Taipei was the second stop on my very first trip to Asia. At the time, April 1985, it was still under martial law. When I was a kid, I knew the country by an assortment of names: Taiwan, Formosa, Nationalist China, and Free China. I liked the sound of “Free China.”
Clearing Customs was no big problem, even though I felt it necessary to apologize for having two shirts that were made in China. All the literature I’d read on traveling to Taiwan warned that items made in China were prohibited, so I tried to mitigate my political faux-pas. What could they do, take my shirts away? The Customs inspector nodded as his hands flipped through my luggage, but made no comment.
Once cleared Customs and allowed out into the teeming, sweating masses of the arrival mob, we made our way into the main terminal and I experienced total culture shock. Every 100 feet or so, there were brown-uniformed soldiers in full battle gear, carrying M16 rifles. To me, they looked like Viet Cong. A chill ran down my spine and squeezed my adrenal glands. It was only ten short years after the Vietnam War had ended.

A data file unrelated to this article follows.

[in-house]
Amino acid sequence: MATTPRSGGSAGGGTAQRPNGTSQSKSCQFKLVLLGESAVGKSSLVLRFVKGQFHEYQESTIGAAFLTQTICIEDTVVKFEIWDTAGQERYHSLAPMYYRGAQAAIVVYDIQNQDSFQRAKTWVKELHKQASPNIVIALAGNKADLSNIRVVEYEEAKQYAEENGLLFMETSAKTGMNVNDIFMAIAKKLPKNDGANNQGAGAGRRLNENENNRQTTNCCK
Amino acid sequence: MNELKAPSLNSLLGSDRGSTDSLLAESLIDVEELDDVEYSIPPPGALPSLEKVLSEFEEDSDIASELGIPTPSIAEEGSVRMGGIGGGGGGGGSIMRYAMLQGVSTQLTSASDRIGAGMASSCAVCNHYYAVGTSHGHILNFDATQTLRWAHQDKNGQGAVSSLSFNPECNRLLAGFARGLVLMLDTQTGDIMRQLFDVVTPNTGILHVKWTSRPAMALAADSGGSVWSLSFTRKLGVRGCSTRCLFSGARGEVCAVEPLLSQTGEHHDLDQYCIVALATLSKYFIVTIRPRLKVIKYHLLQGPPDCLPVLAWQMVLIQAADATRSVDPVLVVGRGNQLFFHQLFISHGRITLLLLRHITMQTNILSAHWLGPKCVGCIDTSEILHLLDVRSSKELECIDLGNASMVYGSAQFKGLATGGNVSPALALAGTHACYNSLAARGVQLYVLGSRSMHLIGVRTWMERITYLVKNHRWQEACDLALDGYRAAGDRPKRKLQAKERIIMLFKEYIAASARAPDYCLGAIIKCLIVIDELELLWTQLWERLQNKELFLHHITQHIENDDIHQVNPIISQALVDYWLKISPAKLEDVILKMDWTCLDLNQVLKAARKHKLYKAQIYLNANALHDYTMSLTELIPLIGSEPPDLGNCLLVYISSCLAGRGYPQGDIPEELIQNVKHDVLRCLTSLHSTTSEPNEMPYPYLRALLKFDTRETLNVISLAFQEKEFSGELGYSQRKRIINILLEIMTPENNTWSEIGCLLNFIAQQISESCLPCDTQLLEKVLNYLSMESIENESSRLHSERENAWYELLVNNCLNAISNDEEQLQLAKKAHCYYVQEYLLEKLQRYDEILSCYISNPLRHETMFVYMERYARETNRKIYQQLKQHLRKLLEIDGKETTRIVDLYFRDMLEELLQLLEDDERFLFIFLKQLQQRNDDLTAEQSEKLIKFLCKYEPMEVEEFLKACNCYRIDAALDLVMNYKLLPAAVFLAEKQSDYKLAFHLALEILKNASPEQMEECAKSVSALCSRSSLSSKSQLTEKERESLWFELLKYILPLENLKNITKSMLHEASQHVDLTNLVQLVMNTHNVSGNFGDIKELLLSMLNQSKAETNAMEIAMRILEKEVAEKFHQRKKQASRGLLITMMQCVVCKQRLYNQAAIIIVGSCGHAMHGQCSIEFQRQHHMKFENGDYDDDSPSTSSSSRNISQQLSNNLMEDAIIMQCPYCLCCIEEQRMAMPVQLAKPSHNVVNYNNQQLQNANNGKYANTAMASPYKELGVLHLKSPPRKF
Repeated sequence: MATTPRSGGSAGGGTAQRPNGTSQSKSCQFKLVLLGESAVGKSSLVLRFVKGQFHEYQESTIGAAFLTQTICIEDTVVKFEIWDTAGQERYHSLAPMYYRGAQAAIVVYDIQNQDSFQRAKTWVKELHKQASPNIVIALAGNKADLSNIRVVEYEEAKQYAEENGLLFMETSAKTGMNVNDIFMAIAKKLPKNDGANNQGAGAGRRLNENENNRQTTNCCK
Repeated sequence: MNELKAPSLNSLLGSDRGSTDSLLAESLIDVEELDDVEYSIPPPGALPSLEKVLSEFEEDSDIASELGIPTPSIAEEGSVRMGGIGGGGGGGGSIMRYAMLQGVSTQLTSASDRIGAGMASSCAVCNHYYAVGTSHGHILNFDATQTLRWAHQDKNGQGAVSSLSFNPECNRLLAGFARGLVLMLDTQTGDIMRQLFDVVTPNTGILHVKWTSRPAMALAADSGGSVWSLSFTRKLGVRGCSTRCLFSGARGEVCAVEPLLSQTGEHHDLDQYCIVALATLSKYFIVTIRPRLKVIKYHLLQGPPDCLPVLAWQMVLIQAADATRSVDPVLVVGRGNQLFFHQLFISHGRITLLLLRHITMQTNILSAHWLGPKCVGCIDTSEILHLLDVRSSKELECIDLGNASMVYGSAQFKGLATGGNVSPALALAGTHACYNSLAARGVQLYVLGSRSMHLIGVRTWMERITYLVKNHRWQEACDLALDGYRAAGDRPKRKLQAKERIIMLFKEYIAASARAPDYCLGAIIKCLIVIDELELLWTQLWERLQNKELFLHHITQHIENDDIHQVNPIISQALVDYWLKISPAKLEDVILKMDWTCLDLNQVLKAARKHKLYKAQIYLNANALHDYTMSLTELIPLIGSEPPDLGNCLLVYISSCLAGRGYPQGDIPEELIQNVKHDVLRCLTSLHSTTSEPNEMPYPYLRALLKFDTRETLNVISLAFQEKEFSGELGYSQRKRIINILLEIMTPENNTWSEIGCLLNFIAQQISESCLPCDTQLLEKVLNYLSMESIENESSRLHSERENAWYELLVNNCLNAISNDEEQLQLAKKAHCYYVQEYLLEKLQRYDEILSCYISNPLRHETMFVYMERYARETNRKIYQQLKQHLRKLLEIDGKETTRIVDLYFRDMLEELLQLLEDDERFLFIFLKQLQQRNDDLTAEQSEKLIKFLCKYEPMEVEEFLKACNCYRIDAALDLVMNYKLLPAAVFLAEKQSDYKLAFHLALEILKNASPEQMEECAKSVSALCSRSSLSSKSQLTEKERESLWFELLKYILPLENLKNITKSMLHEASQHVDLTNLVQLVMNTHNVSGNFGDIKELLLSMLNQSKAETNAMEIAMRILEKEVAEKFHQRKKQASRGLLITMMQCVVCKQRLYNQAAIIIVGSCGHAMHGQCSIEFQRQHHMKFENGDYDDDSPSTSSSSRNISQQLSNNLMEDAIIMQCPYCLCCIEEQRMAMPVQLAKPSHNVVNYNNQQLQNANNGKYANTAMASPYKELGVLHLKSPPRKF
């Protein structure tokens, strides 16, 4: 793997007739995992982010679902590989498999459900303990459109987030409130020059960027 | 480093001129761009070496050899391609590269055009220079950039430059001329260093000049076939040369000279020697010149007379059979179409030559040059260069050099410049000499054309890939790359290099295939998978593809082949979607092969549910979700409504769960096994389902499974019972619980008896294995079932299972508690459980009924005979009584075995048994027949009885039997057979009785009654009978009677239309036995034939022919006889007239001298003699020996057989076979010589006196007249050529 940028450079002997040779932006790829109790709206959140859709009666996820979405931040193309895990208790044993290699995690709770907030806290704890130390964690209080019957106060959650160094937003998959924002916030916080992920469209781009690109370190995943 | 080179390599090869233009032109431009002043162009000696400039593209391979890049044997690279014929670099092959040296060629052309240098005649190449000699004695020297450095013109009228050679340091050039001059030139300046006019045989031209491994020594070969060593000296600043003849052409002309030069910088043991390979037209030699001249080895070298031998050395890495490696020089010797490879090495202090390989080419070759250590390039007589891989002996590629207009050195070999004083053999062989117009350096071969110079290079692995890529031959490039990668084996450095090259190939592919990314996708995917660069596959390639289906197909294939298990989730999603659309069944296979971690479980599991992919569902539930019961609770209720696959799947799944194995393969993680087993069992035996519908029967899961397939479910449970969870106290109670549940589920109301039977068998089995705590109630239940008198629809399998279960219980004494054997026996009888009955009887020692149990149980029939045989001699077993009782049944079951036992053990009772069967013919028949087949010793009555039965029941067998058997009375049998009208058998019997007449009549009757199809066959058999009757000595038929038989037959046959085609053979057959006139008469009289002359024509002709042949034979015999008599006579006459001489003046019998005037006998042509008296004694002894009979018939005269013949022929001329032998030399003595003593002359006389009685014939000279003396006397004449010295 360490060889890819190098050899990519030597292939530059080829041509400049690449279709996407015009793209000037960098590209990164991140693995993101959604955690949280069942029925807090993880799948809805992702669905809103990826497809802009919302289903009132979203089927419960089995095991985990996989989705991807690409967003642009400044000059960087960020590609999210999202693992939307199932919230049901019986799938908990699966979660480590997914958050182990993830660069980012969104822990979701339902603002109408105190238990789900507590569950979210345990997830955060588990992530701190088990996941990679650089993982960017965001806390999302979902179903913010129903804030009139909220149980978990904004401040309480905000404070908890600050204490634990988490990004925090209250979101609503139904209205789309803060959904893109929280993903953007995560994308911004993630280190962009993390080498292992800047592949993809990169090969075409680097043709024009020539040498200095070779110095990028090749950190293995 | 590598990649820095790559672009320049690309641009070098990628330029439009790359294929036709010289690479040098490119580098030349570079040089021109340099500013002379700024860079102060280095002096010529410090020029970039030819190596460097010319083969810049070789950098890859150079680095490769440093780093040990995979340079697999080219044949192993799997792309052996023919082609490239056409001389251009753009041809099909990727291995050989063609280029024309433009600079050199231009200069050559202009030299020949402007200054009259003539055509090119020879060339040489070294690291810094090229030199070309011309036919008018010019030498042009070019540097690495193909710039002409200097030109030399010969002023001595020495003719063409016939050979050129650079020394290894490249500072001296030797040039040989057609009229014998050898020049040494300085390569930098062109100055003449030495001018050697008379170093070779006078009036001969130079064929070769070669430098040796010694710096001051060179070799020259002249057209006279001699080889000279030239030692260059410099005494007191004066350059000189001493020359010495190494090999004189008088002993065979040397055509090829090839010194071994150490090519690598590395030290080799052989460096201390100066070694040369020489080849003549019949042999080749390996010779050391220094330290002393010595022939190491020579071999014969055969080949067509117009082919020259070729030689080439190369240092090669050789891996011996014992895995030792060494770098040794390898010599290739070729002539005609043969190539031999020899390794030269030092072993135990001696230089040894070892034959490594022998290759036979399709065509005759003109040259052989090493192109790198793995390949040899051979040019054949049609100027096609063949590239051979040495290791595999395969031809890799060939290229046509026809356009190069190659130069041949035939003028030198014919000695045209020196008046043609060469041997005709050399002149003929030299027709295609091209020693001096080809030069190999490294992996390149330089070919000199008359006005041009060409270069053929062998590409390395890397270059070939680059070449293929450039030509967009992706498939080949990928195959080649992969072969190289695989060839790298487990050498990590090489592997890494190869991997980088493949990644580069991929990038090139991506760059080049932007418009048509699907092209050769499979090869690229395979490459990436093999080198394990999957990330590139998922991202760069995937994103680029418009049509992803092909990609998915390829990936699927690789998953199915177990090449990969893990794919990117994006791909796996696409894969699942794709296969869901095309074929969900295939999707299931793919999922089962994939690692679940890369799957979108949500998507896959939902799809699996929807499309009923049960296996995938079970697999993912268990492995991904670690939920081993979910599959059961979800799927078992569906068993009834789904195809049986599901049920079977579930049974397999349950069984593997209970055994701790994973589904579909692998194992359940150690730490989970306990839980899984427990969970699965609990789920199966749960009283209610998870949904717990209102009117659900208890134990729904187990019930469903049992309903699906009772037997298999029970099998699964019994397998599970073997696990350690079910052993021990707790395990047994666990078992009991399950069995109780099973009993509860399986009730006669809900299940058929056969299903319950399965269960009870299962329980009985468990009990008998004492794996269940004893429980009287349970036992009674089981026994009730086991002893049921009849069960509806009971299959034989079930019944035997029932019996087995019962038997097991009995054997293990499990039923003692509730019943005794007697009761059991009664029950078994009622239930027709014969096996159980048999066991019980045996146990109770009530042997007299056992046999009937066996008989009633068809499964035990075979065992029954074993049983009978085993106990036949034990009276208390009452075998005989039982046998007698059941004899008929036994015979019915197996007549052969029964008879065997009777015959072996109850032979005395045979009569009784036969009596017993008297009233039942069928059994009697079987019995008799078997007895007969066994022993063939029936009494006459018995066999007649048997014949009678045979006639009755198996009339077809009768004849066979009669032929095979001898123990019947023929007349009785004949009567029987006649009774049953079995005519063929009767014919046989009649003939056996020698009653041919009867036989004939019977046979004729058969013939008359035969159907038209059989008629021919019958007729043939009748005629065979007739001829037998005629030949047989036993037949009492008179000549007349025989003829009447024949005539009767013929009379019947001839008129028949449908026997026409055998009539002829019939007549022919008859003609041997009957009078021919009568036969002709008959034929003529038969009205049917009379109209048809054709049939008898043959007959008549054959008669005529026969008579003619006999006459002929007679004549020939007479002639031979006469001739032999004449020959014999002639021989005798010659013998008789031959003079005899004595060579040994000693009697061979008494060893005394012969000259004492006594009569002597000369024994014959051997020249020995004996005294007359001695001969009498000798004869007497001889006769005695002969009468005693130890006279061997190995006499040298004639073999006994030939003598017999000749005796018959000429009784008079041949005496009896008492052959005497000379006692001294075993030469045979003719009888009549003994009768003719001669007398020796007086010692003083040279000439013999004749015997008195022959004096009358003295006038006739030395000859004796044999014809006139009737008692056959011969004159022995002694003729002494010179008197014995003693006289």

Our hosts picked us up at the airport. The head guy, Joseph, was a jovial but all-business guy. (I crossed him once. Once.) My boss told him he looked like the Dalai Lama. It was said that Joseph never met an animal he wouldn’t eat.
We drove out of CKS airport towards Taipei; I remember it as a long drive, not unpleasant. Modern highway, not as crowded as Hong Kong, and nice rolling terrain. Joseph pointed out rice paddies, cemeteries built on hillsides (so the deceased would have a good view – seriously), the Grand Hotel; I was impressed.
Until we got to our hotel, the Taipei Hilton International. Despite the Hilton brand, which I reasonably assumed was one of the classier places to stay, the place looked and felt like WWII had just ended, and it smelled about the same way.